The Amateur Radio Pages of Steve Heller, WAØCPP

A discussion group about amateur radio

One of the most important features of life in our modern era is easy communication over long distances. Thanks to the advancements in technology today, we can easily pick up a cellphone to call someone hundreds of miles away, you can find out the weather in Hawaii from New York, and listen to thousands of songs on your mp3 player. We can even do these many of these things using wireless technology like that of bluetooth devices. We take for granted the ability to pick up a telephone or log on to the Internet and communicate with anyone, anywhere, at any time. Unfortunately, this essential ability to communicate freely with others sometimes is unavailable to us due to natural disasters or being in a remote area.

However, there is one means of communication over long distances that is not dependent on outside services such as the power grid or the telephone system, and can be operated by individuals without going through any other intermediaries: the amateur radio service.

The definition of amateur radio

In the United States, the FCC grants licenses at no charge to qualified individuals who wish to make use of certain portions of the radio spectrum for their own personal use. (Most other countries have analogous authorities that do the same for their citizens and residents, so most of this discussion is applicable to you even if you live in a country other than the United States, although the details will vary with the specific country.)

The benefits of amateur radio

Once you are a licensed radio amateur (or "ham"), you can use readily available, relatively inexpensive electronic equipment to communicate with people in your local area, the rest of the country, and even other countries throughout the world. To do so, you won't need to pay any usage charges, you won't have to sign up with any providers, and you can use this service as much as you like whenever you like.

Even in normal times, this can be a source of entertainment and enjoyment, as many thousands of amateurs have discovered throughout most of the last century. But there is much more to it than that. Amateur radio operators have proven their worth in setting up emergency communications systems in virtually every kind of disaster from earthquakes to floods.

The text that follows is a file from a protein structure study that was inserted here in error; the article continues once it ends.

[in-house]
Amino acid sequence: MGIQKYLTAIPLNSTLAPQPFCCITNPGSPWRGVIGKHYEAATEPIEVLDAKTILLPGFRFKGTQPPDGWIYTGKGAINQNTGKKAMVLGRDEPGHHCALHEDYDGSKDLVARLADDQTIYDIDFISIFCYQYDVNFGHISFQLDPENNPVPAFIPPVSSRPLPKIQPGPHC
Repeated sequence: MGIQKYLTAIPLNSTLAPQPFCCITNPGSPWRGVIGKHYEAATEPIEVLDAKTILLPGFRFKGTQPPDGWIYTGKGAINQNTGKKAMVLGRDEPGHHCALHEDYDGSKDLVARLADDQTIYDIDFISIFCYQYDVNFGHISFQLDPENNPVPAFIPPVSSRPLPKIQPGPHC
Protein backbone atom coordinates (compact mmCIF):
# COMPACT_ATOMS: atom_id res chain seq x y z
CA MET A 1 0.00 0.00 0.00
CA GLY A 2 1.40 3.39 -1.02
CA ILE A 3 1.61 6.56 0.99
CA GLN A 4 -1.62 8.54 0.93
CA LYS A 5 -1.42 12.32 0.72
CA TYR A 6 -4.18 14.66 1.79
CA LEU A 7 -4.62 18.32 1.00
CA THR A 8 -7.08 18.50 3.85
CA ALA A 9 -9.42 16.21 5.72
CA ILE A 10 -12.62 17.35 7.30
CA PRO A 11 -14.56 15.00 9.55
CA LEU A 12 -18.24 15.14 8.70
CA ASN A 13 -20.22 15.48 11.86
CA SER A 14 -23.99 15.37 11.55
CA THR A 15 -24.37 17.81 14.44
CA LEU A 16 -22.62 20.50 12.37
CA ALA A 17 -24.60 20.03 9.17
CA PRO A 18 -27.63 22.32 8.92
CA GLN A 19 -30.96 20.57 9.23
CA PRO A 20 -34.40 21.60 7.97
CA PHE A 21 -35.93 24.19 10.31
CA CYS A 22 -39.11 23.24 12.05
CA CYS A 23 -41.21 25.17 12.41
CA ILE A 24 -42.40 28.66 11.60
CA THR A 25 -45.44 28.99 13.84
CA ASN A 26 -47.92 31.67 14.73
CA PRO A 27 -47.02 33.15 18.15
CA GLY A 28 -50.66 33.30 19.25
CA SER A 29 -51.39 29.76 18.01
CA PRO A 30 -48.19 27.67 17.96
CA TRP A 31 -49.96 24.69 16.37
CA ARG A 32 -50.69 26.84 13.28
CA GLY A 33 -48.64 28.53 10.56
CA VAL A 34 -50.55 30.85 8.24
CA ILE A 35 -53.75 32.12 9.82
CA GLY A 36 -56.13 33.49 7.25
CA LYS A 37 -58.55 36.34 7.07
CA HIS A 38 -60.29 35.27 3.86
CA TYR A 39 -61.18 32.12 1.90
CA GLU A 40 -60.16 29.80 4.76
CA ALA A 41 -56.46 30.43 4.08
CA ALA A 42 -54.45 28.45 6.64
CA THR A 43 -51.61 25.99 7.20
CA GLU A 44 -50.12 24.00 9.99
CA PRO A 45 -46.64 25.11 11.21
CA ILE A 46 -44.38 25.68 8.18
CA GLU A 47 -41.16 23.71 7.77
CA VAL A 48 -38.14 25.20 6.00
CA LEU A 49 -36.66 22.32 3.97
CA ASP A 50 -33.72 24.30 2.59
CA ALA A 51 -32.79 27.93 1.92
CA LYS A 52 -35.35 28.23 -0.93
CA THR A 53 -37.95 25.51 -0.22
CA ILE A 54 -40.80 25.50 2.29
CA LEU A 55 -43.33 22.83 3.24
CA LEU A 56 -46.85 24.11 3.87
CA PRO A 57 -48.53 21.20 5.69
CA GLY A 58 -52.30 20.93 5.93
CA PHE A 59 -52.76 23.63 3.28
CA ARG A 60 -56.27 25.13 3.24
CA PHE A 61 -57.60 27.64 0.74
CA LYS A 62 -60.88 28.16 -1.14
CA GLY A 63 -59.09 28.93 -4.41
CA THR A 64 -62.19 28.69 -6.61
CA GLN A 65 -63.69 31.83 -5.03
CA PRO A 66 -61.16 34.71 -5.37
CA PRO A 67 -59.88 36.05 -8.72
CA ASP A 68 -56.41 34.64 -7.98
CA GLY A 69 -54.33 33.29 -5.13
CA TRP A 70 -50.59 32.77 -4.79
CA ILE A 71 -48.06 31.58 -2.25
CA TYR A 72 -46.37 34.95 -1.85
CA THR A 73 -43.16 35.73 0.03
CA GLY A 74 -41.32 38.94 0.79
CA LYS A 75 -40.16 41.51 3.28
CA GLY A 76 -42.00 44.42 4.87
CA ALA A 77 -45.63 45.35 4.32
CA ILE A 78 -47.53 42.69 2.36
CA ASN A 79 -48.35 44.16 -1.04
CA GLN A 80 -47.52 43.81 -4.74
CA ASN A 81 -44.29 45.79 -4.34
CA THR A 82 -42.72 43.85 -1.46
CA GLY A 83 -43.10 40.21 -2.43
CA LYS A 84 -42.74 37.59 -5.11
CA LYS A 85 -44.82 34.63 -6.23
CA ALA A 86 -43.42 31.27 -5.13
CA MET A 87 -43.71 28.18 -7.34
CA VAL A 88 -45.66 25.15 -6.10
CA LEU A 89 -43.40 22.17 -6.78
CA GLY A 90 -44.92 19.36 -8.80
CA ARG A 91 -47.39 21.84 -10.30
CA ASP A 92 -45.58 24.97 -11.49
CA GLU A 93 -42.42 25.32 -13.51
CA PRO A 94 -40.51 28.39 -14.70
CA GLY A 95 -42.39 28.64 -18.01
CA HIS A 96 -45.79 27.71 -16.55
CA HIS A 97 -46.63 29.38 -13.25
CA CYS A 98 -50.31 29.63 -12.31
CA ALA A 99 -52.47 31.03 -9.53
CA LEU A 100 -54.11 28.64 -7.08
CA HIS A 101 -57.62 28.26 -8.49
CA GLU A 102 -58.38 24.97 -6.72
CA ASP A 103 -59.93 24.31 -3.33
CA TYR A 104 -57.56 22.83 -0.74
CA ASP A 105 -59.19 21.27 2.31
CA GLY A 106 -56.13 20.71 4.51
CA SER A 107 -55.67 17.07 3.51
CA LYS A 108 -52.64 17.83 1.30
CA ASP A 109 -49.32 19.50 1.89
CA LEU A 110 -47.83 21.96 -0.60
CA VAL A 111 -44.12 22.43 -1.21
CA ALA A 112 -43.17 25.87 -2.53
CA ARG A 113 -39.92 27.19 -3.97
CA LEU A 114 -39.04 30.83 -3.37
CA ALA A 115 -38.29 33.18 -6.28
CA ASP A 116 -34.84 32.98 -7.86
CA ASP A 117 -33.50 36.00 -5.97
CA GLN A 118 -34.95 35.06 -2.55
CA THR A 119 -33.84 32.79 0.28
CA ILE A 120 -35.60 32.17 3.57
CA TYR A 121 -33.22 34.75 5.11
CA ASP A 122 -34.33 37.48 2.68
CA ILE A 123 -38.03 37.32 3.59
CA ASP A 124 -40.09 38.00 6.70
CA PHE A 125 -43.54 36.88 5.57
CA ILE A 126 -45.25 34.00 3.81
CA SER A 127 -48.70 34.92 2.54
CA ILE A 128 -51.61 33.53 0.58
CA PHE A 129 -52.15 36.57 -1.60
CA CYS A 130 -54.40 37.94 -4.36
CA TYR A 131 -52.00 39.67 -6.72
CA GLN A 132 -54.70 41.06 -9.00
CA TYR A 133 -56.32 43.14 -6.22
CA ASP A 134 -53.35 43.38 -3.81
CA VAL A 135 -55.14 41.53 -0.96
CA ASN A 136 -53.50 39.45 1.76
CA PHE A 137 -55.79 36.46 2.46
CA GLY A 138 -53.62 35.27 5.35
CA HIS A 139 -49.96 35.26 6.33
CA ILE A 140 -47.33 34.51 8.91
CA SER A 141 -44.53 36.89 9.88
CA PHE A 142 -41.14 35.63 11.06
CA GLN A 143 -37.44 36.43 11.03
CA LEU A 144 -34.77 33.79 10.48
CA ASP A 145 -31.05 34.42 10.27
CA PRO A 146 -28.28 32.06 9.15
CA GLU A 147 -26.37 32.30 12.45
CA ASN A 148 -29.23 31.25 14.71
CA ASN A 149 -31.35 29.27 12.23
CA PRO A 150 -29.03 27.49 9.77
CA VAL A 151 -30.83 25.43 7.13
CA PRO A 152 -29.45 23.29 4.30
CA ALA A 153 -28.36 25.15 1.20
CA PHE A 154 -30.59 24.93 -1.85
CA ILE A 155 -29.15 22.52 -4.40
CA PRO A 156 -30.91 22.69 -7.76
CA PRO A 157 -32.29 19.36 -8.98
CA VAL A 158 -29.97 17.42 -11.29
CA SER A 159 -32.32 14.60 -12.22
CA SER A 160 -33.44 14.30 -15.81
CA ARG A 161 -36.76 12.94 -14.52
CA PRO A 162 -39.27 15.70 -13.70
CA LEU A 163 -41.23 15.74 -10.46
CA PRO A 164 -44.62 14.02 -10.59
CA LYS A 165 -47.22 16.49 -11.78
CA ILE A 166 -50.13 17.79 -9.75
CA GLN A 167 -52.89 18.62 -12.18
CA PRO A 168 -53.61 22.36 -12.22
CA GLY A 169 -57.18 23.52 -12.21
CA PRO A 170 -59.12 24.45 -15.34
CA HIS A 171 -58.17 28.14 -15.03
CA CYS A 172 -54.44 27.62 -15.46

Anyone of reasonable intelligence can get a license and learn to operate an amateur radio station, so long as they have the motivation. The cost of the equipment is relatively modest; a complete long-range station can be set up for well under $1000, while a local station can be as simple and cheap as a $100 hand-held transceiver. The tests for the license level that most people start with can be passed with a few dozen hours of preparation, and even the higher level licenses that give broader access to the long-range communication frequencies can be obtained with relatively small effort. In my case, I spent about 10 hours of textbook study and 40 hours of Morse code practice before I got my first license. Another 50 hours of study of the technical material and possibly 50 hours practicing Morse code was sufficient for me to upgrade to my current license, which is called "Advanced Class". Although those licenses are no longer issued, the General class license, the closest class to mine, is much easier to obtain than it was before the recent change in the licensing rules. The latter class also gives you access to the long-range frequencies that can be used to communicate with stations all over the globe.

How to get started

Assuming I've convinced you of the benefits of amateur radio, the best place to start is with my step by step instructions on setting up an amateur radio station. Good luck, and maybe we'll meet on the air!

If you have any questions about amateur radio, you can email me.

Step by step instructions on setting up an amateur radio station

My amateur radio FAQ page

Letters about my amateur radio pages

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